McGrory complained to the Financial Ombudsman in 2009. It was initially rejected. He appealed the case and won in September 2013.
The adjudication said the overpayment of interest, £125,000, should be refunded. He is seeking consequential damages of £500,000. The bank is yet to pay him anything because it wants him to sign an agreement that will close the case and therefore prevent him chasing consequential damages. He has asked the bank to settle and carve this out but it refuses to agree.
On March 18 he hit a roadblock when Debbie Crosbie, acting CEO for Clydesdale Bank, told him, "In the absence of any new information from you, I can't see any merit in another meeting … we must both await the outcome of the final determination from FOS [in relation to consequential losses caused by the TBL]."
McGrory says he has no life until the matter is settled. "I have been doing this for six years but there are many others like me. I'm not doing the violin case, some are worse off than me," he says.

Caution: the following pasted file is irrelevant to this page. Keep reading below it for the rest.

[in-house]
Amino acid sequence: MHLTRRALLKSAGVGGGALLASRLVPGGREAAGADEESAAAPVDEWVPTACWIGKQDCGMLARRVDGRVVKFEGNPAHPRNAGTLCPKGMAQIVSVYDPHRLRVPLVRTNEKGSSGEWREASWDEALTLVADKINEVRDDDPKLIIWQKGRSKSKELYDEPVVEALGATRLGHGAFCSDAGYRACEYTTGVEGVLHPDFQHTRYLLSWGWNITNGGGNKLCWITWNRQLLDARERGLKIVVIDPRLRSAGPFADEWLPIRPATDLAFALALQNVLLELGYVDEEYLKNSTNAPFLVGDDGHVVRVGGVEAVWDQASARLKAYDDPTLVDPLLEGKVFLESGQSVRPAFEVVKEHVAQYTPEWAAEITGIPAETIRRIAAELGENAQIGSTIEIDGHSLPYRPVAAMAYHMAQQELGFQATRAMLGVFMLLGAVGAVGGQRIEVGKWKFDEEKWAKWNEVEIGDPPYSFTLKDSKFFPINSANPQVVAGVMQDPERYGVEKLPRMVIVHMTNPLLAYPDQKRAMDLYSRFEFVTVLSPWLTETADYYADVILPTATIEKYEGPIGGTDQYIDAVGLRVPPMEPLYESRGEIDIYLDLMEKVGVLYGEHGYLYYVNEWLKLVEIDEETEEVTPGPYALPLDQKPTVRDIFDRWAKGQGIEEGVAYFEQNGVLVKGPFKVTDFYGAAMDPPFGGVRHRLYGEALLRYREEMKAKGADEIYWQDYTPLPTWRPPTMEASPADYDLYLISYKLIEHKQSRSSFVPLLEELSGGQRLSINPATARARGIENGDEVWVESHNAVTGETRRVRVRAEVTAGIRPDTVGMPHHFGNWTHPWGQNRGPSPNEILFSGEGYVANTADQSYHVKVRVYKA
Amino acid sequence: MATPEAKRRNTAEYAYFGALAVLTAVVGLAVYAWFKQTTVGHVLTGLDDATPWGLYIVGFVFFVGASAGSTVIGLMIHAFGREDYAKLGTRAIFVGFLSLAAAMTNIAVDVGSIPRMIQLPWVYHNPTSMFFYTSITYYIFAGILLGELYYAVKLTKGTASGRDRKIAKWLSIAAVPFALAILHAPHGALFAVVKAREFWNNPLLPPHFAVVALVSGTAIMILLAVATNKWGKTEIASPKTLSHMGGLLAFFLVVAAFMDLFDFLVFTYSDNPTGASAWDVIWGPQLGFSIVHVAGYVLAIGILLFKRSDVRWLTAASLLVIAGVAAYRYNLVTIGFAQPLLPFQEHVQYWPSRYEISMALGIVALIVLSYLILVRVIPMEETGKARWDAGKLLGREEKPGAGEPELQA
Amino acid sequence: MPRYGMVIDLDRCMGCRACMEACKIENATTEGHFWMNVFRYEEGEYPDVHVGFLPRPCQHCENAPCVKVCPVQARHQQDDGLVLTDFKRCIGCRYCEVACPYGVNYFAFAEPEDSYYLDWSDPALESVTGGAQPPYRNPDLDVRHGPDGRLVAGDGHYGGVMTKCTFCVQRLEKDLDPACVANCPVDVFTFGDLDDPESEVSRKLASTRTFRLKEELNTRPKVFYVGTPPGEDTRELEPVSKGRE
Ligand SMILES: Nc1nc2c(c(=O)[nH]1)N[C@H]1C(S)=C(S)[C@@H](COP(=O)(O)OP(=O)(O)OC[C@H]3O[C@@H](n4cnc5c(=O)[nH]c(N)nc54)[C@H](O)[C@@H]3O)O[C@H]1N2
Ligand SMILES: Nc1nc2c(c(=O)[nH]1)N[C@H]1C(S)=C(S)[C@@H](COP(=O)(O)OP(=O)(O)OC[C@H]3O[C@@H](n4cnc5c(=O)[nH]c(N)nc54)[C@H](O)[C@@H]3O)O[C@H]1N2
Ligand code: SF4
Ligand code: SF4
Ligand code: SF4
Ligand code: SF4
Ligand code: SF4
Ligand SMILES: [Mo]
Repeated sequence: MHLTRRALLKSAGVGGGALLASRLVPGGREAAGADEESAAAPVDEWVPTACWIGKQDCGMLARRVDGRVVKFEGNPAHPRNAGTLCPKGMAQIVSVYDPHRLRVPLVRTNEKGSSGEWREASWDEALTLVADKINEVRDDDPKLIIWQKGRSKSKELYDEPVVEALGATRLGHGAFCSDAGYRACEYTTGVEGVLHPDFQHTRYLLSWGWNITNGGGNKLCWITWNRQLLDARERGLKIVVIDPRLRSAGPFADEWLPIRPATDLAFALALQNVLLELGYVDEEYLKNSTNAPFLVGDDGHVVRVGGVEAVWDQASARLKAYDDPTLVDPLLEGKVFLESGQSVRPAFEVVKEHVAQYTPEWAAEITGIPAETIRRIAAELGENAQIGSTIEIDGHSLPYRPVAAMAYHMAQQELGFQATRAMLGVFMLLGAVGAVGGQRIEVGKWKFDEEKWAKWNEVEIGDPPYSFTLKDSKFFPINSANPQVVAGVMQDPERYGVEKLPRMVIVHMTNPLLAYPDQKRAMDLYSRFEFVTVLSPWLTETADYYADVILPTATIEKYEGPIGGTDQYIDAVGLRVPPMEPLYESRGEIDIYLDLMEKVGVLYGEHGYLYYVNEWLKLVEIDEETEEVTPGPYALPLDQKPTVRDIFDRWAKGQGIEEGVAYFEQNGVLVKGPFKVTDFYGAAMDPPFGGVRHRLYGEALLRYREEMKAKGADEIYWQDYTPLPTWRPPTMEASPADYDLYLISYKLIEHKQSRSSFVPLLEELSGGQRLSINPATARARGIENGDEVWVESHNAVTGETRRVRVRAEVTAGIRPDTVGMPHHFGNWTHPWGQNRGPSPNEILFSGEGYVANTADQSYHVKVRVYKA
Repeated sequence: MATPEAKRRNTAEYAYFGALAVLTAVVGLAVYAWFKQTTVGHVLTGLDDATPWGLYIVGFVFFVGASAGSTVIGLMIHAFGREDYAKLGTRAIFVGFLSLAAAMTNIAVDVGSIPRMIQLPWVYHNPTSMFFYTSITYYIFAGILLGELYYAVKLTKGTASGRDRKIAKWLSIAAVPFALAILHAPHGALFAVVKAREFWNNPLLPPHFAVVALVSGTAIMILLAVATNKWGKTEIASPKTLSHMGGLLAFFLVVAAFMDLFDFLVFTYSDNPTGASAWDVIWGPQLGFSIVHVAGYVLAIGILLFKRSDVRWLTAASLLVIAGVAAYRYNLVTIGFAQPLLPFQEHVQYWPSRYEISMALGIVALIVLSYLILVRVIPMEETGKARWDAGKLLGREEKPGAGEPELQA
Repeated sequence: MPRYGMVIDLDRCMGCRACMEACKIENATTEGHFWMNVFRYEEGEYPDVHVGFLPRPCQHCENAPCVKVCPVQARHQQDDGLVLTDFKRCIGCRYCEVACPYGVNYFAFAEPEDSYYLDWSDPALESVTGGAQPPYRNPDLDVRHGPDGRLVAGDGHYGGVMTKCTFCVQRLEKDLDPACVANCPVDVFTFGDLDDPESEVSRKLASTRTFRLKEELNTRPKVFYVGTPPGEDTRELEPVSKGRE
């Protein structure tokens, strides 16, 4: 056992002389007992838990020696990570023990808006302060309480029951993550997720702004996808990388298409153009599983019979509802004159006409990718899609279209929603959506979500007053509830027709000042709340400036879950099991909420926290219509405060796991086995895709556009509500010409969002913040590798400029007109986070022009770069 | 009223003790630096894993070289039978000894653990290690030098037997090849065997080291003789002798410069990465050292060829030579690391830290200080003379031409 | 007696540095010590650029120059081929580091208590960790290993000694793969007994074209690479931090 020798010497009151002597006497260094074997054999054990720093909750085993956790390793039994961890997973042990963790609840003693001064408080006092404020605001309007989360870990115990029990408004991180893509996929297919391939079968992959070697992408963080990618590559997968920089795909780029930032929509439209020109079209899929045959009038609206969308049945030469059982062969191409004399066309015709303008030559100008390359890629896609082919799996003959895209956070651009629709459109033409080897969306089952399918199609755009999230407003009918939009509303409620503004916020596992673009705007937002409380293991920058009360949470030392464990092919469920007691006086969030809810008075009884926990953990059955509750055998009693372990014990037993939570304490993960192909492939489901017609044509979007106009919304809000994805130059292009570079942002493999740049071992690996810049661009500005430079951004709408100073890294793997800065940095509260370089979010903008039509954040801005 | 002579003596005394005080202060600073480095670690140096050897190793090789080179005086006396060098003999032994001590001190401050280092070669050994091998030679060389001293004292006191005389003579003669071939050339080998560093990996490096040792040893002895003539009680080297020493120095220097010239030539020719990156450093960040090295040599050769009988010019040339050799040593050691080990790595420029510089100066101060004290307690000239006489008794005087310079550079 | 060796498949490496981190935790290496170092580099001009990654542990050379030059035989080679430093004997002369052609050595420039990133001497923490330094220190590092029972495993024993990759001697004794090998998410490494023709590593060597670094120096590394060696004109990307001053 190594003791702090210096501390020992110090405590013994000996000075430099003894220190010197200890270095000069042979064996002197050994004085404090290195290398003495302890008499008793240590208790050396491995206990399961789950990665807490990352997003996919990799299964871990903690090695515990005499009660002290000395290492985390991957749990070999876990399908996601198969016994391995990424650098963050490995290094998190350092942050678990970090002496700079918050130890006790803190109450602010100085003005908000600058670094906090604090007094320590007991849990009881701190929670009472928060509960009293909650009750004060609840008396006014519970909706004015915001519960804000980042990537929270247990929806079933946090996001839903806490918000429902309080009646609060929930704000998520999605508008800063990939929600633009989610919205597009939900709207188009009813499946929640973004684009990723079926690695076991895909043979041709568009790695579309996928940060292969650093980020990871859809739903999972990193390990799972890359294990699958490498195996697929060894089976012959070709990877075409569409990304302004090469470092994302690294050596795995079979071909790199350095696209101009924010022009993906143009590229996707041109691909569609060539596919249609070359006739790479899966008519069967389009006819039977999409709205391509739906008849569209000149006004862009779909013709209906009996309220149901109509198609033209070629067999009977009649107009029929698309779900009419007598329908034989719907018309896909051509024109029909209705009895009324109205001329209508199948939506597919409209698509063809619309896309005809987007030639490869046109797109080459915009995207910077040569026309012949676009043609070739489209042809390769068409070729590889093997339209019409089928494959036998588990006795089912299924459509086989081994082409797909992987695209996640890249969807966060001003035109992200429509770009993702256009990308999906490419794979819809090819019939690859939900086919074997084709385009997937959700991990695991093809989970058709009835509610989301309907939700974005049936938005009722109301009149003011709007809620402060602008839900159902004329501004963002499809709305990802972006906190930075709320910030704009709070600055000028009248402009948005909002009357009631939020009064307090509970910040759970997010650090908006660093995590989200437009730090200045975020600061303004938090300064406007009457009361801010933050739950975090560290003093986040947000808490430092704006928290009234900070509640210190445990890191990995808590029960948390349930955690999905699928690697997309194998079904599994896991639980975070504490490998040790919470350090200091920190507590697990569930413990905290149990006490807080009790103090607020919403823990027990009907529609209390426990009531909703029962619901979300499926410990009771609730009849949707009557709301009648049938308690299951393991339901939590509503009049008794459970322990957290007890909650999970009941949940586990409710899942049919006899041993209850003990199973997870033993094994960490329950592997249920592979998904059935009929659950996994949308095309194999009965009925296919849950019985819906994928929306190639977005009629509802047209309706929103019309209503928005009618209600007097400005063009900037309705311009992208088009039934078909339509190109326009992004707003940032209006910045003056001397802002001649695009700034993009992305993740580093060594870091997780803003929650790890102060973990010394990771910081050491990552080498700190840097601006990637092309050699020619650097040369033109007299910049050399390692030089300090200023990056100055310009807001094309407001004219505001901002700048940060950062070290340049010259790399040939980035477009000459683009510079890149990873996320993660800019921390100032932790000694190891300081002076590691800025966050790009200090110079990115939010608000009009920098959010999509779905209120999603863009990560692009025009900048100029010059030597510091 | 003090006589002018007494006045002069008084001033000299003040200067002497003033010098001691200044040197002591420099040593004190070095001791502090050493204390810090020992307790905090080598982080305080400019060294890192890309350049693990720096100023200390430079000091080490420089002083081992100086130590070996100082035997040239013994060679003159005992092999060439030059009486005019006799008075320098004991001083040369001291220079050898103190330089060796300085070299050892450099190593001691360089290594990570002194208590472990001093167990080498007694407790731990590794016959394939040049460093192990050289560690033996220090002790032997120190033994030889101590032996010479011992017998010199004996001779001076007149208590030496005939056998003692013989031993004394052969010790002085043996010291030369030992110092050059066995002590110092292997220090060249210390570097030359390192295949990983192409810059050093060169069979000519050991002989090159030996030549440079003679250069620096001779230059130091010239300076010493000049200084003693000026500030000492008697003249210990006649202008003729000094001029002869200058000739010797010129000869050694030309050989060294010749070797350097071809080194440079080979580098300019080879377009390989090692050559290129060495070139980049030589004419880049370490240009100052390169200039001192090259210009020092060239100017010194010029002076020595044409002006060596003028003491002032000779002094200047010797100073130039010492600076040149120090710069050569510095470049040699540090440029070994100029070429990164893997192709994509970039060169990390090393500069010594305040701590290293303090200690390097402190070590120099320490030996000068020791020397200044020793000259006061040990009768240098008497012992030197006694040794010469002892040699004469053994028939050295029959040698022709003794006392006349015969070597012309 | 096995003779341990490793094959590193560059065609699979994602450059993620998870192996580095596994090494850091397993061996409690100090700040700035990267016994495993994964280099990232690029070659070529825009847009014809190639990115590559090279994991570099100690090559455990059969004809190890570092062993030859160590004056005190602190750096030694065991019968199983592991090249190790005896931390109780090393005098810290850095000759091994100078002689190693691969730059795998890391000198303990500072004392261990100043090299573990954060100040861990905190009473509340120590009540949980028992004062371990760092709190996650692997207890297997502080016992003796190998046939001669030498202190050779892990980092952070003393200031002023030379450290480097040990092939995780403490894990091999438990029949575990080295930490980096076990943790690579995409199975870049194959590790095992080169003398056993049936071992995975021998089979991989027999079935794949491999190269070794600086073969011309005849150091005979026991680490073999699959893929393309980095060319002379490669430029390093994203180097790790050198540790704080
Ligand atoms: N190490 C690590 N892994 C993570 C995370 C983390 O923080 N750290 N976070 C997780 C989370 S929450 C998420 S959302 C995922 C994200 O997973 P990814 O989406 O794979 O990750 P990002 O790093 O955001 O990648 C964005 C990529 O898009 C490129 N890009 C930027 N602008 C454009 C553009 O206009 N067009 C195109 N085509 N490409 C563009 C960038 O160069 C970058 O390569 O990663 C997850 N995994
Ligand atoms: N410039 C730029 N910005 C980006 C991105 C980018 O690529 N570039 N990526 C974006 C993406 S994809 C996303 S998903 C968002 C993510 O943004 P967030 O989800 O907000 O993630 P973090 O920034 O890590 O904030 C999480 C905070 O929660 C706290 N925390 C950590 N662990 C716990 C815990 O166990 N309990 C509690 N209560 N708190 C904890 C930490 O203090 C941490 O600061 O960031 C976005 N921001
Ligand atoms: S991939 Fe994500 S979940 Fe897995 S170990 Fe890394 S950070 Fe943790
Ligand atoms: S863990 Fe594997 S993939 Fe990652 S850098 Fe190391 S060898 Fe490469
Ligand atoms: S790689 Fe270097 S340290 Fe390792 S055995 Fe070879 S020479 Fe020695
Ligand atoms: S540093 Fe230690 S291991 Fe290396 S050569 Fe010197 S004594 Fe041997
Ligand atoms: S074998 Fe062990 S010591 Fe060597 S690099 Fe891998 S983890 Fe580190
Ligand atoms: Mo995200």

The bank's behaviour in the UK, the numerous reports of its poor treatment of customers and lack of transparency in how it is dealing with various mis-selling scandals, has again raised some serious questions about the culture in the bank.
None of this surprises the NAB whistleblower who recently blew the lid on a scandal in the bank's wealth division in Australia with a cache of internal documents showing a division plagued by multiple highly rated internal risks and a remuneration structure that has nurtured a culture of covering up bad news.
"The revelations in the UK are merely an extra nail in NAB's proverbial 'cultural coffin' and is further evidence of wide-scale, systemic cultural and operational dysfunction extending beyond NAB Wealth," the whistleblower says.